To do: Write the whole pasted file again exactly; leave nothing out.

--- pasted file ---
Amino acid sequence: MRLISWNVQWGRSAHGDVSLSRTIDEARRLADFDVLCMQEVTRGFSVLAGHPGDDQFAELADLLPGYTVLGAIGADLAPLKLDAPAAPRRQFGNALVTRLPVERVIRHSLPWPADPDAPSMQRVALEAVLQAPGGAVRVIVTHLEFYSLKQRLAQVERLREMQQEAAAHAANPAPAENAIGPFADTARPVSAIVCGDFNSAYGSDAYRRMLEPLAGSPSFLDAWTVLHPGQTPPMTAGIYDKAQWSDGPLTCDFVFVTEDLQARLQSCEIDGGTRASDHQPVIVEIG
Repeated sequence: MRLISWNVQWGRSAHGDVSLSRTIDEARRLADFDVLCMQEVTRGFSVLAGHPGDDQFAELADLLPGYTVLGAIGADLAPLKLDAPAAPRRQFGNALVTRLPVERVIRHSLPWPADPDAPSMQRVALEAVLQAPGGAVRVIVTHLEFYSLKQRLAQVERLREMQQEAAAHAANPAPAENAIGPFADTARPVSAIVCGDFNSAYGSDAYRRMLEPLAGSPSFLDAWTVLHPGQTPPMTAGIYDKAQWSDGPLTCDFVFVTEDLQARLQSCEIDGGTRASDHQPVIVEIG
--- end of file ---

Amino acid sequence: MRLISWNVQWGRSAHGDVSLSRTIDEARRLADFDVLCMQEVTRGFSVLAGHPGDDQFAELADLLPGYTVLGAIGADLAPLKLDAPAAPRRQFGNALVTRLPVERVIRHSLPWPADPDAPSMQRVALEAVLQAPGGAVRVIVTHLEFYSLKQRLAQVERLREMQQEAAAHAANPAPAENAIGPFADTARPVSAIVCGDFNSAYGSDAYRRMLEPLAGSPSFLDAWTVLHPGQTPPMTAGIYDKAQWSDGPLTCDFVFVTEDLQARLQSCEIDGGTRASDHQPVIVEIG
Repeated sequence: MRLISWNVQWGRSAHGDVSLSRTIDEARRLADFDVLCMQEVTRGFSVLAGHPGDDQFAELADLLPGYTVLGAIGADLAPLKLDAPAAPRRQFGNALVTRLPVERVIRHSLPWPADPDAPSMQRVALEAVLQAPGGAVRVIVTHLEFYSLKQRLAQVERLREMQQEAAAHAANPAPAENAIGPFADTARPVSAIVCGDFNSAYGSDAYRRMLEPLAGSPSFLDAWTVLHPGQTPPMTAGIYDKAQWSDGPLTCDFVFVTEDLQARLQSCEIDGGTRASDHQPVIVEIG